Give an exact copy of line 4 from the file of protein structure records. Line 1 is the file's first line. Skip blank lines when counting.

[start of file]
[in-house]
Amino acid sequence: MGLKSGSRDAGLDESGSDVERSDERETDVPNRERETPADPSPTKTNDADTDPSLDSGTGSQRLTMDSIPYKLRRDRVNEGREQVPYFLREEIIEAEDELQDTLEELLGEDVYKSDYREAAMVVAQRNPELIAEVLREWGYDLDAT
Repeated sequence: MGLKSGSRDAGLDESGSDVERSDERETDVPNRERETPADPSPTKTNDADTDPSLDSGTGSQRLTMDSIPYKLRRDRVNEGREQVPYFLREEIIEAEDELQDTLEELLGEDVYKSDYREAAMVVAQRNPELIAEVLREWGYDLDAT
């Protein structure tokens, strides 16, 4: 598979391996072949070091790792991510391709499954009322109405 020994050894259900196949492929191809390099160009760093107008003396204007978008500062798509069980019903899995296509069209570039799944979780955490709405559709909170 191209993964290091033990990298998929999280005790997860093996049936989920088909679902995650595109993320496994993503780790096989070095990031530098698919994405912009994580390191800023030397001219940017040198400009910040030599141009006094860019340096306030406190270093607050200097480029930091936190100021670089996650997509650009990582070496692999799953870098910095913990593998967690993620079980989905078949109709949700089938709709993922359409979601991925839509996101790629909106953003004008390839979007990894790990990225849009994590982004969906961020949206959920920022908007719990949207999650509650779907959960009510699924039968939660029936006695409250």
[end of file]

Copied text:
């Protein structure tokens, strides 16, 4: 598979391996072949070091790792991510391709499954009322109405 020994050894259900196949492929191809390099160009760093107008003396204007978008500062798509069980019903899995296509069209570039799944979780955490709405559709909170 191209993964290091033990990298998929999280005790997860093996049936989920088909679902995650595109993320496994993503780790096989070095990031530098698919994405912009994580390191800023030397001219940017040198400009910040030599141009006094860019340096306030406190270093607050200097480029930091936190100021670089996650997509650009990582070496692999799953870098910095913990593998967690993620079980989905078949109709949700089938709709993922359409979601991925839509996101790629909106953003004008390839979007990894790990990225849009994590982004969906961020949206959920920022908007719990949207999650509650779907959960009510699924039968939660029936006695409250």